Maiden Voyage, the book that Tania Aebi wrote about her 1985-87 circumnavigation, should be read by anyone who has ever faced challenges armed with only bravery, fortitude and chutzpah. It is a Dickensian tale: the loving, but unwell mother, the demanding father, the anarchy of the streets of Manhattan, the rebellious teenaged protagonist. Fearing for his daughter’s future, the father made young Aebi an offer she couldn’t refuse. Instead of going to college, he proposes buying a boat so she can do a circumnavigation. Aebi jumped at the chance and at the age of 18 departed New York aboard a 26-foot Contessa sailboat.
The fact that Aebi had never had any solo time aboard a sailboat adds to the surreal aspect of the story. A second reading, more than 20 years after the release of Maiden Voyage, still leaves the reader dumbfounded at the nerve this 18-year-old had. And also a great deal of respect for what she accomplished aboard her boat Varuna.
In her telling, in May 1985, when she sailed from New York Harbor she was so inexperienced that when anchoring for the first night off Sandy Hook, she didn’t even know how to give the anchor enough scope so that it could reach the bottom. Yet she carried on and by the time she arrived back in New York, two and a half years later, she was the youngest American girl to have successfully circumnavigated single-handed. Along the way, she met the man who would later become her husband and the father of her two children, was capsized, almost run down, suffered through her mothers death and began a 20-year relationship with her cat Tarzoon.
At the time of her voyage, Aebi was an accomplished bicycle messenger in New York City. But she was determined, and, as it turned out, very lucky. Understanding only basic seamanship and little about weather, she had virtually no navigation skills. Though she had taken a celestial navigation class, she hadn’t passed.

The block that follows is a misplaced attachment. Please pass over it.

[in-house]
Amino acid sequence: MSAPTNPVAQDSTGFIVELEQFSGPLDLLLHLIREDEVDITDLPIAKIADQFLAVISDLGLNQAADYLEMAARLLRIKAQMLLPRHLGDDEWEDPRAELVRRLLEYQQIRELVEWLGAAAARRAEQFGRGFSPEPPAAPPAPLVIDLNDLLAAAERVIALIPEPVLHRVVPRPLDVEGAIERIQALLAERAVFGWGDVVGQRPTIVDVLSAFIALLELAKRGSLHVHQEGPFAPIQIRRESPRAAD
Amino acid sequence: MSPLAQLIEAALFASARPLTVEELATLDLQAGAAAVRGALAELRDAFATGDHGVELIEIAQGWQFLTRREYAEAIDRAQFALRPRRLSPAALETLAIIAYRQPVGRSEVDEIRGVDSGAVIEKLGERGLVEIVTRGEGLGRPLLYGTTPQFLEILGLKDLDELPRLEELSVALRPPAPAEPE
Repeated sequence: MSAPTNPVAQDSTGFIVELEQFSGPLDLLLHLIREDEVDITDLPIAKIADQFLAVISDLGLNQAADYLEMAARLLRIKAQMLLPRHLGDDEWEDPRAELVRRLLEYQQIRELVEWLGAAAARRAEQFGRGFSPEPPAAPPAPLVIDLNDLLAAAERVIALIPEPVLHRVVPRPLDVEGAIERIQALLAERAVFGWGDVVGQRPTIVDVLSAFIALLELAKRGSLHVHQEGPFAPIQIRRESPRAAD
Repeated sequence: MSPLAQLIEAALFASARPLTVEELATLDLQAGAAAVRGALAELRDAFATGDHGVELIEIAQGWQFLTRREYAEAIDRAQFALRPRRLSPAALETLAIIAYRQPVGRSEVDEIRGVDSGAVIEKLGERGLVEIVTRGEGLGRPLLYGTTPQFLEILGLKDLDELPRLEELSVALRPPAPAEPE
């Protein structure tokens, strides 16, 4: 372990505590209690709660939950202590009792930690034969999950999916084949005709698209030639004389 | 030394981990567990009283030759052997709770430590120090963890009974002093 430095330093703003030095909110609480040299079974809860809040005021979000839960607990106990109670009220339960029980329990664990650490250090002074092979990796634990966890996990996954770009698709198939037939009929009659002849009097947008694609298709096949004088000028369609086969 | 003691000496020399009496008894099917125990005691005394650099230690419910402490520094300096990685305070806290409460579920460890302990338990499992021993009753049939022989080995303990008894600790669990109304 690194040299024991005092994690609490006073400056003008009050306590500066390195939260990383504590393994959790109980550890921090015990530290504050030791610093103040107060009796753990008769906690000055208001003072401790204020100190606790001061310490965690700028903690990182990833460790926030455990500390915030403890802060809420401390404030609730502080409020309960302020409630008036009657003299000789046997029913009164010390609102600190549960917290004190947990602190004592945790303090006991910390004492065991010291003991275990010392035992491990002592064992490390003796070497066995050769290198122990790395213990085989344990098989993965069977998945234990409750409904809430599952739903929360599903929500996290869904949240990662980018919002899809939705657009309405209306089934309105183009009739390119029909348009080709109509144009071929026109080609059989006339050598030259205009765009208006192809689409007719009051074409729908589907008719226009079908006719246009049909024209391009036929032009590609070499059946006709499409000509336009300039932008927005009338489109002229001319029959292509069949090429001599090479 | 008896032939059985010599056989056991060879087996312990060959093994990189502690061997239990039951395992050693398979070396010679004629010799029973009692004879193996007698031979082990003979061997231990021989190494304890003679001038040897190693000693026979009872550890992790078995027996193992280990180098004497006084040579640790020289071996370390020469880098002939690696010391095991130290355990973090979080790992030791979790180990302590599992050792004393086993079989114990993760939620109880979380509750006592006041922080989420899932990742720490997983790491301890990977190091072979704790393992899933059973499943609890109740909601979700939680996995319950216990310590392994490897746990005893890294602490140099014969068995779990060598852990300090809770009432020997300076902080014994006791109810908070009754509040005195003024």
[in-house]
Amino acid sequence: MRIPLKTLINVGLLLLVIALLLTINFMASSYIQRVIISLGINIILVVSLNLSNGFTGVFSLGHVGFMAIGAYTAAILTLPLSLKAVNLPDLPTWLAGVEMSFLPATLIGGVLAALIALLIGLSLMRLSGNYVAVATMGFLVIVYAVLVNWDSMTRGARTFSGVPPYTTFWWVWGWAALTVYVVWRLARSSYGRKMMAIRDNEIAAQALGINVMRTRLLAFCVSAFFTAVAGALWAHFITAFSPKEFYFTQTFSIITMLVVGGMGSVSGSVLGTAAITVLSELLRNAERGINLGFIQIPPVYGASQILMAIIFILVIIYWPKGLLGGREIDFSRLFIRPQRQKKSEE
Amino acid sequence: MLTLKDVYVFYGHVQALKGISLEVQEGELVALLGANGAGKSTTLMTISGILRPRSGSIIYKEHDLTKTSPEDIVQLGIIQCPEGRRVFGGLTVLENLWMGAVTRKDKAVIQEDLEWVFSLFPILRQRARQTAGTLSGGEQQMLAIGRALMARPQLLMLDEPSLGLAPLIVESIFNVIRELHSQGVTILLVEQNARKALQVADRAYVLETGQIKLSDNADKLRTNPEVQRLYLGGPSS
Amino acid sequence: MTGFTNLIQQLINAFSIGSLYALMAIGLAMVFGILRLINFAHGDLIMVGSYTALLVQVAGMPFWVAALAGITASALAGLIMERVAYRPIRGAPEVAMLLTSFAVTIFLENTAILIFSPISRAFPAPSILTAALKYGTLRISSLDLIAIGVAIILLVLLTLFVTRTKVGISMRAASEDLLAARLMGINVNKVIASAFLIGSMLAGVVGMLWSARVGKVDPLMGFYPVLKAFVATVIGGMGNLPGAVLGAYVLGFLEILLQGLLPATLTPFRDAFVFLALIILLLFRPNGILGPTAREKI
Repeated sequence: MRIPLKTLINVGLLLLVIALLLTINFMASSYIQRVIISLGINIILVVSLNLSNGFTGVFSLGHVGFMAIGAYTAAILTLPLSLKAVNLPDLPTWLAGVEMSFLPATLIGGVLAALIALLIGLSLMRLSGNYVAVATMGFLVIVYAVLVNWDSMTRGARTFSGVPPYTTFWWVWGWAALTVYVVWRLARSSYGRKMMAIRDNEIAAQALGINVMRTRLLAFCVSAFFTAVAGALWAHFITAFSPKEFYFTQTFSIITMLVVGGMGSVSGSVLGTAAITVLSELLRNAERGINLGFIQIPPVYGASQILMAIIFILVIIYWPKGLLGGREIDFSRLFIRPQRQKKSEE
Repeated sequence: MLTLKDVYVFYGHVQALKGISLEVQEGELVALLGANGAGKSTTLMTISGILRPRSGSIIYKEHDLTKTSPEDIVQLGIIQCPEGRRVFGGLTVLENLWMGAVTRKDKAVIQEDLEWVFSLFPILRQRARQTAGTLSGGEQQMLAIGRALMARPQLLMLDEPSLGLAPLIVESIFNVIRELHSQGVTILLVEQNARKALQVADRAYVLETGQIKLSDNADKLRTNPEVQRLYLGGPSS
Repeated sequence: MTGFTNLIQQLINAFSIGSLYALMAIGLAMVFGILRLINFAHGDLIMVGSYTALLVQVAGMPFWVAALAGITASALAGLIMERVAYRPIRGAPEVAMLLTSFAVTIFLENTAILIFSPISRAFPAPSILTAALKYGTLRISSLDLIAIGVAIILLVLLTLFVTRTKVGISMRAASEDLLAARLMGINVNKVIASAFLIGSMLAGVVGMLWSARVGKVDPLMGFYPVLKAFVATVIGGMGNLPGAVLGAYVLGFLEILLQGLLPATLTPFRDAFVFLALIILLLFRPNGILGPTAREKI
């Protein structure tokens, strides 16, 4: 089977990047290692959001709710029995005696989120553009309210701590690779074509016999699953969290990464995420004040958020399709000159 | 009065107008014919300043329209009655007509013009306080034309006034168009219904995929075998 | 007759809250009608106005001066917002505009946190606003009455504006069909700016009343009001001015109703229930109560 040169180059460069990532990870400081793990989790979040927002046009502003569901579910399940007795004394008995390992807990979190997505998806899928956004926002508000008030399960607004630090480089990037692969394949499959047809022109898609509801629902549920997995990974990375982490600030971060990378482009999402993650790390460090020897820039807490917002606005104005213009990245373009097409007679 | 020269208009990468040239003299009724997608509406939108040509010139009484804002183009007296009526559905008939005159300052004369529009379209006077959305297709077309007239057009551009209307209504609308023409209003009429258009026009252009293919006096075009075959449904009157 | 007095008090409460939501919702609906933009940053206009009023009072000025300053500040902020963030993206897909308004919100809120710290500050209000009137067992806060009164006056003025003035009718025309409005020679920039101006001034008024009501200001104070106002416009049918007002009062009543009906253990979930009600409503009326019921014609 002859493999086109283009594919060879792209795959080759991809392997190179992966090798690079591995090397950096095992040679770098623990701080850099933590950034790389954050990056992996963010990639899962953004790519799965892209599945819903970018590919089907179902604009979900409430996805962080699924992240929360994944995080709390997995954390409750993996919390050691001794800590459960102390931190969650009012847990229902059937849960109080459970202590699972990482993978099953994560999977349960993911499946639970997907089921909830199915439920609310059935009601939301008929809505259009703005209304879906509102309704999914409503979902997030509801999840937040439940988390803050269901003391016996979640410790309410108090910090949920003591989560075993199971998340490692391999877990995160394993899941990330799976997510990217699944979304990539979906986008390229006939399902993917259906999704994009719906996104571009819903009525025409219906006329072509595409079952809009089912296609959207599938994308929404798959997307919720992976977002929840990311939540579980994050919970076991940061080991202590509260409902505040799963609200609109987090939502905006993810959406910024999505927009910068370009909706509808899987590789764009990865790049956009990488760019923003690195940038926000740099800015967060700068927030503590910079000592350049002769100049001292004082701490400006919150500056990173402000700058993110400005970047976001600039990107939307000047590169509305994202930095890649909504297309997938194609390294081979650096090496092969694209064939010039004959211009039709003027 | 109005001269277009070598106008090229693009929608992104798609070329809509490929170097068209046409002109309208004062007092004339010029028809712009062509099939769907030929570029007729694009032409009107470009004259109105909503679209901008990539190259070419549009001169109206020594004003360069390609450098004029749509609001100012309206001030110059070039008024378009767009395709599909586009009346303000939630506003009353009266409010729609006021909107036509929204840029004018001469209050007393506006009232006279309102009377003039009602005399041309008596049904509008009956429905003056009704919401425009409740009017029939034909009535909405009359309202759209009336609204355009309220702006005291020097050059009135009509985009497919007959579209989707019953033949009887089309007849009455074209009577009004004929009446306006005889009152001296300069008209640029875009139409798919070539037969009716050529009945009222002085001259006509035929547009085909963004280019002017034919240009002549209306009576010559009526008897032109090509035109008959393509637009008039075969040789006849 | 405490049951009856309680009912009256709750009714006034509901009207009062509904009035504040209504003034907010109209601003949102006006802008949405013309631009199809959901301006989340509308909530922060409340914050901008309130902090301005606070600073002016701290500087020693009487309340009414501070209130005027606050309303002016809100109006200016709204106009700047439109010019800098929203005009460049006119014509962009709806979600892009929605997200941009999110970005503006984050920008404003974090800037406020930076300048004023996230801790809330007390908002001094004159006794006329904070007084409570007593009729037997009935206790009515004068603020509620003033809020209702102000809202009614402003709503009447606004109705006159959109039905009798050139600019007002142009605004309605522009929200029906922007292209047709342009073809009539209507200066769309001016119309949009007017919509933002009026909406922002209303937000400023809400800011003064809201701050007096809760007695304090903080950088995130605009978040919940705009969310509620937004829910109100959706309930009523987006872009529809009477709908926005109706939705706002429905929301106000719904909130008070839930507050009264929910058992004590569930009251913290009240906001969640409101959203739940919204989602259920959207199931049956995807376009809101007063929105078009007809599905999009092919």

It seems almost impossible to imagine, but in the 1980s almost all long-distance sailors relied on a sextant and sight reduction tables to find their way. Realizing that she needed to get to work, on her second day at sea bound for Bermuda, she cracked her navigation books. “I sat on the deck with the sextant, pointing it into the sun, burning my pupils through the two mirrors, aligning the sun with the horizon to determine the exact angle between the two. I tried and retried; but the fixes just didn’t seem right.”
Aebi finally found the problem with her sights wasn’t the math. It was her sextant. She discovered this on her way to the Marquesas. The frame of her plastic sextant was so warped that her sights were always off. Fortunately she had a Freiberger aluminum sextant and even though it was more difficult to use, it measured the angle of the sun perfectly.
Aebi primarily did sun sights, advancing LOPs over the course of the day. Let’s join her on Varuna on the way to the Marquesas. We have her doing a meridian passage sight of the lower limb of the sun on Oct. 16 (we’ll use the 2010 Nautical Almanac). The DR at the time of the sight is 19° 50’S by 136° 27’W, the height of eye is eight feet. The Hs of the lower limb of the sun is 79° 02.8’.
A. Calculate the time in GMT of meridian passage.
B. Find the Ho.
C. Calculate latitude.
A. Time in GMT meridian passage 20:51:48
B. Ho 79° 16′
C. Latitude 19° 49.1′